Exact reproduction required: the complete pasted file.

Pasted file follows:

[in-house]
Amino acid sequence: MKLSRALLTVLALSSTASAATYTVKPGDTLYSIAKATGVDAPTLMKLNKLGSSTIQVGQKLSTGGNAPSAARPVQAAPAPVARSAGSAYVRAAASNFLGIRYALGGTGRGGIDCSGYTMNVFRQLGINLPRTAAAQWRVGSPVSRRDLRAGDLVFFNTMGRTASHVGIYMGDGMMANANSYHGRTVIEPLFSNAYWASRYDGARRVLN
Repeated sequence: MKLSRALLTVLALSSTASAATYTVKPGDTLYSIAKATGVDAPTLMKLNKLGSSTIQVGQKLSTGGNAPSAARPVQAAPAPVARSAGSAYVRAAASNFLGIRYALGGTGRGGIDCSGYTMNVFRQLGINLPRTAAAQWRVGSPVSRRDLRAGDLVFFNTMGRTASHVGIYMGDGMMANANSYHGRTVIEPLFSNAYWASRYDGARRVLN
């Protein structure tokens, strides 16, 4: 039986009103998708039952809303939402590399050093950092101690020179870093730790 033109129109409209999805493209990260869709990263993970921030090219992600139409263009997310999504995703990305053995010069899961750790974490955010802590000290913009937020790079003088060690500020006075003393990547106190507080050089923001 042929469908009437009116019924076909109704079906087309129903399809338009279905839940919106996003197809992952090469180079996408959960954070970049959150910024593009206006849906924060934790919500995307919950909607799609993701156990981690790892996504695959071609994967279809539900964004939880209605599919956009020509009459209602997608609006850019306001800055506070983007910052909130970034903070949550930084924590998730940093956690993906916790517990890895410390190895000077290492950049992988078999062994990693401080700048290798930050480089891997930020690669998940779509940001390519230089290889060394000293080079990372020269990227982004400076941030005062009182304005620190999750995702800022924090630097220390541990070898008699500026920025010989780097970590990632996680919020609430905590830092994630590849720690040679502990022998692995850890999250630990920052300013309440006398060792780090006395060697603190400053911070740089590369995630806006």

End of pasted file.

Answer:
[in-house]
Amino acid sequence: MKLSRALLTVLALSSTASAATYTVKPGDTLYSIAKATGVDAPTLMKLNKLGSSTIQVGQKLSTGGNAPSAARPVQAAPAPVARSAGSAYVRAAASNFLGIRYALGGTGRGGIDCSGYTMNVFRQLGINLPRTAAAQWRVGSPVSRRDLRAGDLVFFNTMGRTASHVGIYMGDGMMANANSYHGRTVIEPLFSNAYWASRYDGARRVLN
Repeated sequence: MKLSRALLTVLALSSTASAATYTVKPGDTLYSIAKATGVDAPTLMKLNKLGSSTIQVGQKLSTGGNAPSAARPVQAAPAPVARSAGSAYVRAAASNFLGIRYALGGTGRGGIDCSGYTMNVFRQLGINLPRTAAAQWRVGSPVSRRDLRAGDLVFFNTMGRTASHVGIYMGDGMMANANSYHGRTVIEPLFSNAYWASRYDGARRVLN
């Protein structure tokens, strides 16, 4: 039986009103998708039952809303939402590399050093950092101690020179870093730790 033109129109409209999805493209990260869709990263993970921030090219992600139409263009997310999504995703990305053995010069899961750790974490955010802590000290913009937020790079003088060690500020006075003393990547106190507080050089923001 042929469908009437009116019924076909109704079906087309129903399809338009279905839940919106996003197809992952090469180079996408959960954070970049959150910024593009206006849906924060934790919500995307919950909607799609993701156990981690790892996504695959071609994967279809539900964004939880209605599919956009020509009459209602997608609006850019306001800055506070983007910052909130970034903070949550930084924590998730940093956690993906916790517990890895410390190895000077290492950049992988078999062994990693401080700048290798930050480089891997930020690669998940779509940001390519230089290889060394000293080079990372020269990227982004400076941030005062009182304005620190999750995702800022924090630097220390541990070898008699500026920025010989780097970590990632996680919020609430905590830092994630590849720690040679502990022998692995850890999250630990920052300013309440006398060792780090006395060697603190400053911070740089590369995630806006």